Rubicon Project addresses COPPA with changes to its ad targeting system/But what are the "300 data" points it uses?
By: Jeff Chester | Feb 5 2014
We told the FTC about Rubicon Project's approrpriate changes in its targeting system to address the more effective COPPA safeguards. In its SEC S-1 filing, Rubicon Project explains that:
In accordance with recent changes in the FTC’s Children’s Online Privacy Protection Act, or COPPA, we have taken various steps to implement a system that: (i) flags seller-identified child-directed sites to buyers, (ii) helps control the content of advertisements displayed on such child-directed sites by limiting advertisers’ ability to serve behaviorally targeted advertisements, (iii) helps limit the types of information that our advertisers have access to when placing advertisements on child-directed sites, and (iv) limits the data that we collect and use on such child-directed sites.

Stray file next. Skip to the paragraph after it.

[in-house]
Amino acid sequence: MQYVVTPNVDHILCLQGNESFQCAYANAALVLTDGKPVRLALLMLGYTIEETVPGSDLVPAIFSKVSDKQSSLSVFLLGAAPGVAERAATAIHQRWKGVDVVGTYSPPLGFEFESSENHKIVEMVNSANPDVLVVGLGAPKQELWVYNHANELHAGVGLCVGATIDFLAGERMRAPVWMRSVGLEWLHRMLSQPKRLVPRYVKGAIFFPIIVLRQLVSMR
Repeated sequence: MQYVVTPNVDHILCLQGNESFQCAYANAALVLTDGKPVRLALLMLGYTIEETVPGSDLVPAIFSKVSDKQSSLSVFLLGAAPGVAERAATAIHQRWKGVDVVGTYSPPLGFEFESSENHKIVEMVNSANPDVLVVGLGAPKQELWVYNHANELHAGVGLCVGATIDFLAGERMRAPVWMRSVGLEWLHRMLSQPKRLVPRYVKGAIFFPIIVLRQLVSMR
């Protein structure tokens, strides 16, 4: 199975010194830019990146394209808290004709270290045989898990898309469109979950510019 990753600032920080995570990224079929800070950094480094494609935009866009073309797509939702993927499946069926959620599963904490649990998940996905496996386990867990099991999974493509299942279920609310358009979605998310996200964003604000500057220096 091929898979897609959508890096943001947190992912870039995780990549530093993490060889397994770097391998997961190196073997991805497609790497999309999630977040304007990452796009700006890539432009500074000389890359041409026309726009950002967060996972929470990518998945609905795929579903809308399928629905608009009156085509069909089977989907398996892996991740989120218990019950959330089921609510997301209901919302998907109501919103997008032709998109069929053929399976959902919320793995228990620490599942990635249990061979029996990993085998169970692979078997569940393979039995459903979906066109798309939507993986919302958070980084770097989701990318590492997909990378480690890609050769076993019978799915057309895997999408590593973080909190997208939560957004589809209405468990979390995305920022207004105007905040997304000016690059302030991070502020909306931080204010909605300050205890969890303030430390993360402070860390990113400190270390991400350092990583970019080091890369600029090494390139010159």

That was a good move and we will examine whether similar programmatic buying services are doing the same, Meanwhile, Rubicon's filing does underscore why once you turn 13 and no longer have COPPA's safeguards, you are an open target. The Rubicon S-1 reveals it can "analyze billions of data points in real time to enable our solution to make approximately 300 data-driven decisions per transaction in milliseconds, and to execute up to 2.1 million peak queries per second, approximately 25 billion transactions per week and 3 trillion bid requests per month..."
Rubicon should precisely identify all those "300 data-driven decisions" used for each transaction, including the role of geo-location. The S-1 is worth a review since it provides insight into contemporary marketing. See too what Rubicon says on privacy, cookies and the EU.